Bereaved parents call for cultural shift in HSE management

Lorraine and Warren Reilly, who lost two baby girls in two years at Portiuncula University Hospital, have called for a “cultural shift” right up to the highest levels of management in the HSE.

Mr Reilly said every small maternity unit should examine the independent review of maternity services at Portiuncula Hospital and ensure there is no need for another one in the future.

“It is not just about Portiuncula Hospital, it is about all the small maternity units through Ireland; they all need a root and branch review,” he said.

While we are happy to see progress and a gradual cultural change, there is a broader cultural change needed, not only at hospital level but right up to HSE management.

The Reilly family from Loughrea, Co Galway, are among 16 families whose maternity care at the Ballinasloe hospital was reviewed.

They lost babies Asha and Amber in the hospital in 2008 and 2010. Asha was stillborn, while Amber, who was rushed to the National Maternity Hospital in Dublin, survived for a week.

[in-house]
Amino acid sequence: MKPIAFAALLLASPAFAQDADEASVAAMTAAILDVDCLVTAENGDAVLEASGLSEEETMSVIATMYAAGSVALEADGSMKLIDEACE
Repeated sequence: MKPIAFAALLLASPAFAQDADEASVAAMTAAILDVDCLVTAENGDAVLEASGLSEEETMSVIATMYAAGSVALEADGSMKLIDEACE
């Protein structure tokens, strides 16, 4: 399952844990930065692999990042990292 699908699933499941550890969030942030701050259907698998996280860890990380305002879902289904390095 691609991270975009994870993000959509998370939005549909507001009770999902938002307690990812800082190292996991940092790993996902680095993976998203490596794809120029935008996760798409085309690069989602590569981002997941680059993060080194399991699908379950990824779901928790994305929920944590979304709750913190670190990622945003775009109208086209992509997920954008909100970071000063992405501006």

Mr Reilly, speaking on RTÉ radio, said his two little girls could be alive had action been taken.

He and his wife, who have two other children, Angel, 11, and Caleb, 6, had wanted changes to be made so other families did not suffer the same outcomes.

However, it took a very long time for changes to be made and, sadly, other families did suffer.

We believe, looking back, now that we know more, that had our cases been recognised properly and had they been properly investigated and reported on honestly and openly, some of the subsequent families may have been saved the trauma of losing their babies. That for us is probably the most heartbreaking aspect of it.

In the report, the clinical review team states that of the 18 cases reviewed, serious errors in management occurred in 10 cases that would have probably made a difference to the outcome for those babies.

Of the 18 cases reviewed, six involved cases where the baby had died. In four of these cases, there were significant failings in the care provided to those babies.

Prof James Walker, who headed the review team, said when patient and family groups raise concerns about a hospital they should be tackled immediately.

“These big reviews are not the way to solve these problems; they should be tackled at a far lower level earlier. If there had been open disclosure at the time then this report would never have happened,” he said.


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